Meet the Wildcats: Loyalty, family fuel Baker on and off the court

Special thanks to Papa John’s for presenting this year’s Meet the Wildcats series.

The 2017-18 season is fast approaching, and head coach John Calipari’s latest top-ranked recruiting class features seven fresh new faces. Over the next several weeks, will profile each of Kentucky’s newcomers in its annual and exclusive “Meet the Wildcats” series. Each story will be accompanied with an episode of the Behind Kentucky Basketball podcast, as well as a video of each player playing a game of Horse against either Kentucky basketball great Rex Chapman or Hollywood actor and Kentucky basketball superfan Josh Hopkins. Today, the 2017-18 series begins with Jemarl Baker, a California native who values family, loyalty and hard work above all else.

emarl Baker’s alarm goes off in what is normally sunny Menifee, California. Only, it’s not sunny today.

Well, actually, it might be sunny later, but it isn’t right now.

That’s because it’s 4 a.m.

Baker rolls out of bed, gets dressed, grabs everything he needs for the day and walks to the car. He’ll get some extra shuteye on the ride up as his dad, Jemarl Sr., begins the hour-long trek to Roosevelt High School.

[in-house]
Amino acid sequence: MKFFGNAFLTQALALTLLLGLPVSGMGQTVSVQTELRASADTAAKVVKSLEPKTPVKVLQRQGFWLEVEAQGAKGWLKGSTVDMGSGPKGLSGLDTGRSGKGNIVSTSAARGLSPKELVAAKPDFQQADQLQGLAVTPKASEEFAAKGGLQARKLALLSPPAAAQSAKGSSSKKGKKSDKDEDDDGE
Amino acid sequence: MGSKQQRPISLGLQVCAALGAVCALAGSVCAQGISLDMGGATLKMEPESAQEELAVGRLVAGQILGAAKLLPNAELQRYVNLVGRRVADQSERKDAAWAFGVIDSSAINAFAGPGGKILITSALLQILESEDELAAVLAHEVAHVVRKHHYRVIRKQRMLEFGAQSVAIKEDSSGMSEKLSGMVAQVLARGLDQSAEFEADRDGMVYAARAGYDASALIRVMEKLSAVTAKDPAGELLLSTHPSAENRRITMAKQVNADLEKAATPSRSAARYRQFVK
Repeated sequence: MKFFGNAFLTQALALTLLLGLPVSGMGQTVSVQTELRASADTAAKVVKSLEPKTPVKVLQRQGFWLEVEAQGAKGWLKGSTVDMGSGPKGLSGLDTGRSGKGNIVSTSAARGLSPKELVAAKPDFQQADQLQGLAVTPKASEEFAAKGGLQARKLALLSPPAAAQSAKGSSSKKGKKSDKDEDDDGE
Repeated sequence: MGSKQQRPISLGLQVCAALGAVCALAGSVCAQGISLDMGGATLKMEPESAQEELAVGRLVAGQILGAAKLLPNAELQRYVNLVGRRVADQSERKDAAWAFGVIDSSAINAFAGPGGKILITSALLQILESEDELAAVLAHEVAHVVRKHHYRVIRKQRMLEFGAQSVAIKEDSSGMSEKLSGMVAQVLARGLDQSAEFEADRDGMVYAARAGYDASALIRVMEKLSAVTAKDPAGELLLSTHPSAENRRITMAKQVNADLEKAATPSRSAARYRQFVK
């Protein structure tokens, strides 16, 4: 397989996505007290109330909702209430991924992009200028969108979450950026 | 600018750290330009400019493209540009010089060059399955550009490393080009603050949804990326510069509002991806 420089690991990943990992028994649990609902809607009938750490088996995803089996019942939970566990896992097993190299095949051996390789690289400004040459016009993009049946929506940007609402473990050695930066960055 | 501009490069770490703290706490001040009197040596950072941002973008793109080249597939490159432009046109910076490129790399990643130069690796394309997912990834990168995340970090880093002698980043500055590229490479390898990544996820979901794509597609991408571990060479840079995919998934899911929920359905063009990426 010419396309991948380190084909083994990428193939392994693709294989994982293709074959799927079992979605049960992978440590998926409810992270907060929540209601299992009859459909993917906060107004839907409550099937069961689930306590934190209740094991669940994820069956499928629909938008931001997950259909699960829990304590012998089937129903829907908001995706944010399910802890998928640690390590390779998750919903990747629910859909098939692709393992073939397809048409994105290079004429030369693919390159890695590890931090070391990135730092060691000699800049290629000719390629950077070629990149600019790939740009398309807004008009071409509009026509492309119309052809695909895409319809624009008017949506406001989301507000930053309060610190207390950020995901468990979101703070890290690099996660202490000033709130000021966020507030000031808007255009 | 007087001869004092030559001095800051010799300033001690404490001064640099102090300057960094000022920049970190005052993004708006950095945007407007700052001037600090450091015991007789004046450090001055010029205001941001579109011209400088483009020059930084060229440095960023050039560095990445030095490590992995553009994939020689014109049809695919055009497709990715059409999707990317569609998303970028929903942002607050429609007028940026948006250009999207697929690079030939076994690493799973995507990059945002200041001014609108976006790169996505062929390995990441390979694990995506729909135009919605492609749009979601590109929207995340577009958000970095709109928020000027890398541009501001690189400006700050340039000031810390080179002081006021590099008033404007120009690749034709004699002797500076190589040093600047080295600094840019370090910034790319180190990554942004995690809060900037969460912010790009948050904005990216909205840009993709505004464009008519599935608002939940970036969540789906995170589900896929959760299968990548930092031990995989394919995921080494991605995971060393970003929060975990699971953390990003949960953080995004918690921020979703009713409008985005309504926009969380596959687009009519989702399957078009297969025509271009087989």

It’s an arduous routine for a high schooler to undergo just to get to school. Baker did it for four years. He’d arrive on campus around 6 a.m. to get a workout in, putting up shots, building a sweat and refining his craft. After that, it was time for class.

“It was really tough,” Baker said in an exclusive interview with “Me and my dad both were very exhausted. It was tough for both of us. I would sleep in the car. For him it was tough. Just to sacrifice for me like he did, it’s just a blessing.”

Baker could have left Roosevelt to attend a different high school. Perhaps he could have transferred somewhere closer to home, or perhaps he could have gone to a school that was ranked a bit higher than Roosevelt.

Bio Blast

Position: Guard
Date of birth: June 12, 1998
Parents: Portia and Jemarl Baker
Hometown: Menifee, Calif.
High school: Roosevelt High School
Nickname: JB
Twitter: @_jeyb3
Instagram: @_jeyb3
Favorite TV show: Tom and Jerry
Favorite food: Seafood and steak
Favorite superhero: Batman
Favorite player: Kobe Bryant
Favorite sport/hobby outside of basketball: Ping pong
Favorite movie: All About the Benjamins
Favorite musical artist: Notorious B.I.G., Tupac

Instead, the 6-foot-3 guard stuck with Roosevelt, a place he called home. As a senior, he averaged 17.1 points per game, knocked down 94 3-pointers and led the Mustangs to their first state championship in school history.

“I was thinking about leaving Roosevelt, but I never really wanted to leave,” Baker said. “I thought it might have been a better opportunity for me somewhere else, but I knew I wanted to stay home. … And I’m glad because we were able to win a state championship, something that I really wanted to do.”